Recent GWAS of schizophrenia support a polygenic model in which potentially thousands of common variants individually impart small effects. Given the unprecedented multiple-comparison burden incurred in a genome-wide approach, hypothesis-based strategies remain viable alternatives for the study of complex disease. A gene-based approach is particularly convenient. In an analysis of bipolar and schizophrenia datasets, Moskvina and colleagues  observed significantly more SNPs within genes showing evidence for association than expected, with intergenic SNPs showing no such trend.
We describe a comprehensive, gene-based association survey of 327 genes in regions linked to chromosome 20 in our previous studies. In addition to testing for association with traditional diagnostic definitions of schizophrenia, we also sought to assess whether chromosome 20 harbors modifier loci. Association analysis was therefore also performed for five factor-derived scores, representing hallucinations, delusions, depressive symptoms, manic symptoms, and negative symptoms, in schizophrenia cases only. In addition to single-marker tests of allelic association, we employ two gene-based test-statistics, the minimum observed P-value per gene and the truncated product of P-values, to evaluate the efficacy of a gene-based approach as applied to a large, family-based study.
Gene-wide Association Analyses
Following quality-control protocols, 2,988 single nucleotide polymorphisms in 327 genes were tested for association with a diagnosis of schizophrenia (Figure 1). Estimates of empiric significance (Pemp) were obtained via an adaptive permutation procedure employing the smallest observed P-value, as well as the truncated product of P-values (αtrunc≤0.01) per gene. The number of genes carried forward in successive stages of this procedure, in both approaches, can be found in Table 1. Using the minimum gene-wide P-value approach, no genes were observed to be significantly associated with narrow (N = 1574), intermediate (N = 1749), or broad (N = 1808) diagnoses of schizophrenia. Next, we sought to identify those SNPs associated with clinical dimensions of schizophrenia in a subset of cases (N = 721) for which the OPCRIT was available. A previous report by Fanous and colleagues  supports linkage of latent classes derived from the OPCRIT to chromosome 20 in this sample. No genes were found to be significantly associated with the negative, manic, hallucinations or delusions factors. In the analysis of the clinical dimensions, R3HDML demonstrated significant evidence of association (Pemp<2×10−5) with the depressive factor using the minimum P-value approach. Using the truncated product of P-values, C20orf39 was also found to be significantly associated with the depressive factor (Pemp<2×10−5). It is important to note that, for both C20orf39 and R3HDML, we observed fewer than ten simulated results more significant than the observed test-statistic after 100,000 permutations. Hence, our estimates of empirical significance may be conservative. However, extending our analyses to 1 M permutations was not carried out as it was too computationally demanding.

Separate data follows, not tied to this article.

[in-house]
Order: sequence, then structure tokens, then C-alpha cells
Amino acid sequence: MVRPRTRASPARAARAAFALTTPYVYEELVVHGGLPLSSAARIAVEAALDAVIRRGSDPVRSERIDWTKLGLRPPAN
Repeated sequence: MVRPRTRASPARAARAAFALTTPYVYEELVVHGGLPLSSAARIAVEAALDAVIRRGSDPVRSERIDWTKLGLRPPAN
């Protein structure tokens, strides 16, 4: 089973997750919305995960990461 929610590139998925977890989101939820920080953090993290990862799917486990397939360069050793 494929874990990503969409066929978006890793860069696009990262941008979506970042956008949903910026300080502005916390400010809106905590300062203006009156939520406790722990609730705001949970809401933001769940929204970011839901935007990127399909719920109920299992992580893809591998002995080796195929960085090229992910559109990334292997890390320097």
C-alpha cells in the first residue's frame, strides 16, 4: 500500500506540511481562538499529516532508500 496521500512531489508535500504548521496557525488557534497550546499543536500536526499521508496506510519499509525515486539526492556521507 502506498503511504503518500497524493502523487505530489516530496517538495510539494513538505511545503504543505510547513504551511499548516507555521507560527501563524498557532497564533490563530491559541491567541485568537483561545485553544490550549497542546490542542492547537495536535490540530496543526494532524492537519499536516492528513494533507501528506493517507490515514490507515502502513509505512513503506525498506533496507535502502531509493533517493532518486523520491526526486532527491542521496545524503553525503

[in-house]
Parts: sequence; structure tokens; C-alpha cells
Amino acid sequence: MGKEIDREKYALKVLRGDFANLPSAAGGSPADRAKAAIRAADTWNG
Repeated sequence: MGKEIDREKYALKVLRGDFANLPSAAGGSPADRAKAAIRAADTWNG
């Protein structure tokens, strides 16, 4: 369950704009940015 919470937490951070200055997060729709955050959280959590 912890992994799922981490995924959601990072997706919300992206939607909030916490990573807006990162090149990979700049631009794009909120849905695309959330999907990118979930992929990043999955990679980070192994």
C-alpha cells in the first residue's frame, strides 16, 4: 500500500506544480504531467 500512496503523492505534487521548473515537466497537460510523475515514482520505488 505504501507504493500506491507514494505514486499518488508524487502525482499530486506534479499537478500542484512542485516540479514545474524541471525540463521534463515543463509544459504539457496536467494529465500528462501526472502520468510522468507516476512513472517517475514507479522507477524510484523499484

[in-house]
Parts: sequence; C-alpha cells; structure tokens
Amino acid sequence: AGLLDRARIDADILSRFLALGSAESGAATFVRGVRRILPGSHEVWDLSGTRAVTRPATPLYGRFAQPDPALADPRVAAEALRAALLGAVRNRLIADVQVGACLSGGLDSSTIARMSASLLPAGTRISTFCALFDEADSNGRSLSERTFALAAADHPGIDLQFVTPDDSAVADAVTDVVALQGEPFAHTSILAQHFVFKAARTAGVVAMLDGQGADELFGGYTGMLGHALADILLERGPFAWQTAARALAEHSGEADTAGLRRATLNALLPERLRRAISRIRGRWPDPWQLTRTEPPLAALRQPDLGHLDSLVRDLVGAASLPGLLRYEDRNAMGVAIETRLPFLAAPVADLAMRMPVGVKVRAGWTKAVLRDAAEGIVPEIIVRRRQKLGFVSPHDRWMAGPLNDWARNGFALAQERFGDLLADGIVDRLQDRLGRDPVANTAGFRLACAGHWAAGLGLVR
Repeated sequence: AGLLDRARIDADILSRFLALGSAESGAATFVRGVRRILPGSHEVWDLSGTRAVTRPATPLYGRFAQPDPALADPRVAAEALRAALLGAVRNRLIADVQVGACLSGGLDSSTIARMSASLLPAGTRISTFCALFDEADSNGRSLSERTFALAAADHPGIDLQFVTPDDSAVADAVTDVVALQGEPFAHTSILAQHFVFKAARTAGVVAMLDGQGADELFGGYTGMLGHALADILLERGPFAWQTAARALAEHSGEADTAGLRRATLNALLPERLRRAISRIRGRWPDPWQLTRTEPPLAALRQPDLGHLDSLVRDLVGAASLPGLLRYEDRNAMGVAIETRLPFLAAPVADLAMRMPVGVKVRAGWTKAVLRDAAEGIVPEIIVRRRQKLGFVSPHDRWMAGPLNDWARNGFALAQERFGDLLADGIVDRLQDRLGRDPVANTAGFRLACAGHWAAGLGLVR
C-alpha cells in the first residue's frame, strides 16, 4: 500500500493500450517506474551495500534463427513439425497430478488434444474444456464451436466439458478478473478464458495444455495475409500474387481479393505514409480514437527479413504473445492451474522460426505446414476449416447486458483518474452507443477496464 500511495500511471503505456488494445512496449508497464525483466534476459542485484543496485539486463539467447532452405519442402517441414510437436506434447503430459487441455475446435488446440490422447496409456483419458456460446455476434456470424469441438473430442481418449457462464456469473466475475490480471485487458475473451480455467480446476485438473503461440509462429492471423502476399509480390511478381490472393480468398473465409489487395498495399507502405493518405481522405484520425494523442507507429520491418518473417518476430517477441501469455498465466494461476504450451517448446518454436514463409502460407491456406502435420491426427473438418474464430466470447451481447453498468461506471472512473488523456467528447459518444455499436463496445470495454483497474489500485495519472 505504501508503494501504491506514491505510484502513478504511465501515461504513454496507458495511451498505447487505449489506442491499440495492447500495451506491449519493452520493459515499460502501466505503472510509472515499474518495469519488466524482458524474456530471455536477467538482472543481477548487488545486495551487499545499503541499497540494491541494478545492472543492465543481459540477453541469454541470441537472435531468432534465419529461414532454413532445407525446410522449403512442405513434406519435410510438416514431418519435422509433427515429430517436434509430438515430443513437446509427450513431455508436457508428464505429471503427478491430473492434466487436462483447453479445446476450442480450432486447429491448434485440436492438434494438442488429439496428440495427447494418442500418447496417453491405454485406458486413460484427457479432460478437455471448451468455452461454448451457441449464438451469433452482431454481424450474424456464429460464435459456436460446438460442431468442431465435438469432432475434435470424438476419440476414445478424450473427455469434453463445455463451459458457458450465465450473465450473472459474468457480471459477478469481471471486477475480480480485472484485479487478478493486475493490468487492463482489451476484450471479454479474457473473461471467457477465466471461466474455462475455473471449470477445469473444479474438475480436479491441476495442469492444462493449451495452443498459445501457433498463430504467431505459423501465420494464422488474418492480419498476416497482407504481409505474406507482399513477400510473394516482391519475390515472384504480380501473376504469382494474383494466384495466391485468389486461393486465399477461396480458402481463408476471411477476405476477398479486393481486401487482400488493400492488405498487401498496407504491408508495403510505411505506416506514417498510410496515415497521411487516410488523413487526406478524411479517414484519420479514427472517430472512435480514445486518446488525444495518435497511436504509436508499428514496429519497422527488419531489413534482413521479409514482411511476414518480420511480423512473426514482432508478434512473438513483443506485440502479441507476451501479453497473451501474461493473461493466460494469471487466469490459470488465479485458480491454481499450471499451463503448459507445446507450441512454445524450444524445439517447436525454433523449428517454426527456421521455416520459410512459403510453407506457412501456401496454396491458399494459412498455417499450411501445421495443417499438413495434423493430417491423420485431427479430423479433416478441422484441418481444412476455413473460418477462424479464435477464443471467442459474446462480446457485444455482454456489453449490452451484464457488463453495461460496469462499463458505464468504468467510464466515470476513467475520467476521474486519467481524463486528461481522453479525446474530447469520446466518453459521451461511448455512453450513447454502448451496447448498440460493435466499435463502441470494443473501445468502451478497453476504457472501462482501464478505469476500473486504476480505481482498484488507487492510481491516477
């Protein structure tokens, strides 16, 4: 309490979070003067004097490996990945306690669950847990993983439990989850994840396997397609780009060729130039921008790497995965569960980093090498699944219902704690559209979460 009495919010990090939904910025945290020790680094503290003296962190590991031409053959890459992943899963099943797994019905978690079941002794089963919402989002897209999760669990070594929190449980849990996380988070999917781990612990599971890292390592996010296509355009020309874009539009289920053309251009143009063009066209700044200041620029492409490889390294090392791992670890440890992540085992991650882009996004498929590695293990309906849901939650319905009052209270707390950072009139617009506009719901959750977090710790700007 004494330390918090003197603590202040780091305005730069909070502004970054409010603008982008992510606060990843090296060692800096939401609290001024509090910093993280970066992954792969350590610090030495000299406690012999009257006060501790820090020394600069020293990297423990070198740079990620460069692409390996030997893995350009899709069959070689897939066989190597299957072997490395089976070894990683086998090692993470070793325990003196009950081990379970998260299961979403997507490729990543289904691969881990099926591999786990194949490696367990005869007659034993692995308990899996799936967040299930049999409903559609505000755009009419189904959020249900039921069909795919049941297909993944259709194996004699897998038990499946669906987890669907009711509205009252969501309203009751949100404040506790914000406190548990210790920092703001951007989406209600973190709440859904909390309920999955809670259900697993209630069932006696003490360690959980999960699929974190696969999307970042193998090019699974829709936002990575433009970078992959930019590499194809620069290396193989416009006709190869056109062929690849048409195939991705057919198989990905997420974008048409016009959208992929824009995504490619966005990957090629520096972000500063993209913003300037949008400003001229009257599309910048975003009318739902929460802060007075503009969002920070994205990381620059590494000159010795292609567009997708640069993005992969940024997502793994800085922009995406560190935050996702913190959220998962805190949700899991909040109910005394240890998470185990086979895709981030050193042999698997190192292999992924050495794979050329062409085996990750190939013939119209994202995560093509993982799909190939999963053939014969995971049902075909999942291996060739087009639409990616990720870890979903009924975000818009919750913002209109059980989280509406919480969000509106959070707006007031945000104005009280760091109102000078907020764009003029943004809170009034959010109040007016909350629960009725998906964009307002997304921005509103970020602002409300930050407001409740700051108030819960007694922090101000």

Associations are displayed as log-transformed P-values (−log10P) at genomic positions in megabases (Mb). Where appropriate, a dotted line indicates the Bonferroni-corrected significance threshold, accounting for number of SNPs assayed experiment-wide. Similarly, a dashed line indicates the LD-corrected significance threshold, as estimated by SNPSpD.
Because validation of a truncated product approach in extended pedigrees relies on the permutation procedure faithfully conserving patterns of LD within each replicate dataset, we obtained a quantitative measure of how well haplotype-block structure was maintained for C20orf39 across actual and simulated datasets. In calculating an LD-corrected significance threshold, SNPSpD estimates the effective number of independent tests present in a set of markers. Using SNPSpD, 1,000 replicate datasets for C20orf39 were assessed for number of independent tests. When compared to the estimate based on the actual pattern of LD in C20orf39 (i.e., 26 independent tests), the distribution of these simulation-derived estimates demonstrates that the LD structure within each replicate does not differ significantly from the observed data (P≈0.409; 95% CI: , ). This increases confidence in the truncated product finding for C20orf39. However, this may not hold for every gene and may be sensitive to specific patterns of linkage disequilibrium.
Single Marker Association Analysis
Taking each SNP to represent an independent hypothesis but correcting for LD using SNPsPD, we found that no single marker met experiment-wide criteria for association (αSNPsPD<3.18×10−5) with either the three categorical diagnostic definitions used or our OPCRIT-derived factor scores (Tables 2, 3). The strongest evidence of association with a diagnosis of schizophrenia was in PLCB1 (20p12.3) (rs6108205, P≈1.00×10−3, intermediate Scz diagnosis). For the depressive factor, we observed the strongest associations experiment-wide at 20q13.12 (rs3761184, P≈3.31×10−5) in R3HDML This was very close to the LD-corrected significance threshold calculated using SNPSpD (P = 3.18×10−5). Furthermore, rs11700002, in C20orf39 at 20p11.21 attained P≈1.01×10−4.